Microsoft disclosed for the first time on Thursday the number of requests it had received from government law enforcement agencies for data on its hundreds of millions of customers around the world, joining the ranks of Google, Twitter and other Web businesses that publish so-called transparency reports.
Pictured: Microsoft's offices at Sandyford in Dublin, Ireland. (Alan Betson)
The report, which Microsoft said it planned to update every six months, showed that law enforcement agencies in five countries -- Britain, France, Germany, Turkey and the United States -- accounted for 69 percent of the 70,665 requests the company received last year.
In 80 percent of requests, Microsoft provided elements of what is called noncontent data, like an account holder's name, sex, e-mail address, I.P. address, country of residence, and dates and times of data traffic.
In 2.1 percent of requests, the company disclosed the actual content of a communication, like the subject heading of an e-mail, the contents of an e-mail or a picture stored on SkyDrive, its cloud computing service.
Microsoft said it disclosed the content of communications in 1,544 cases to law enforcement agencies in the United States, and in 14 cases to agents in Brazil, Canada, Ireland and New Zealand.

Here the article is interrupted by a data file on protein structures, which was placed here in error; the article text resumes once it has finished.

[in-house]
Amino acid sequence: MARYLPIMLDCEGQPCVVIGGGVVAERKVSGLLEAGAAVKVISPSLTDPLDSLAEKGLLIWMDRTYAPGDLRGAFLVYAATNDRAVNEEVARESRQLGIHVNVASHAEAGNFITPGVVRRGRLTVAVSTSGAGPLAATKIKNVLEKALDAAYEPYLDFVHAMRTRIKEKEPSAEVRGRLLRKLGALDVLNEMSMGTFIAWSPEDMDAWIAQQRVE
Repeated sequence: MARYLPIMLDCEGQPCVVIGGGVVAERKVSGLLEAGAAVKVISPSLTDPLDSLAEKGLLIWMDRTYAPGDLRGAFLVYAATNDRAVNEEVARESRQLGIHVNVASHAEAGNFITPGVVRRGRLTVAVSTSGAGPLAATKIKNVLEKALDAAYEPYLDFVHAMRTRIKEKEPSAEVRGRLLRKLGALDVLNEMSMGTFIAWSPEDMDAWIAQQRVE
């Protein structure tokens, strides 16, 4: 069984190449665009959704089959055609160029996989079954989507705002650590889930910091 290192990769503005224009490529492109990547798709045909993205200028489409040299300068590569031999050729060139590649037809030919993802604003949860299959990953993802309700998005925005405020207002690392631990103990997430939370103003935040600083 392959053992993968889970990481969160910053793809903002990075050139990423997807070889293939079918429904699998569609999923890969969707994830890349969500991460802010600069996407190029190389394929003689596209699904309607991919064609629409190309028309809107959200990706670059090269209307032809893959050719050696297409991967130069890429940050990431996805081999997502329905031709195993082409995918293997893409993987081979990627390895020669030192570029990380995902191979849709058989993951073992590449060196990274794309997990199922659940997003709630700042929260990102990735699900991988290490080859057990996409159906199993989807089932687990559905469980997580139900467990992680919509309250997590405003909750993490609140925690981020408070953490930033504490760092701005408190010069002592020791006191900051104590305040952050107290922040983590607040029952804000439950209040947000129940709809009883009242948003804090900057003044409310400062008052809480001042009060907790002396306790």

"Government requests for online data are like the dark matter of the Internet," said Eva Galperin, a global policy analyst at the Electronic Frontier Foundation in San Francisco, which has campaigned for greater disclosure.
Ms. Galperin said that even with Microsoft's disclosures, fewer than 10 companies published the extent of their cooperation with law enforcement agencies.
"Only a few companies report this, but they are only a very small percent of the online universe," she said. "So any one company that joins the disclosure effort is good news. The faster this becomes a standard for all Web businesses, the better."
The law enforcement requests concerned users of Microsoft services including Hotmail, Outlook.com, SkyDrive, Skype and Xbox Live, where people are typically asked to enter their personal details to obtain service.
SOURCE: KEVIN J. O'BRIEN
The New York Times
The New York Times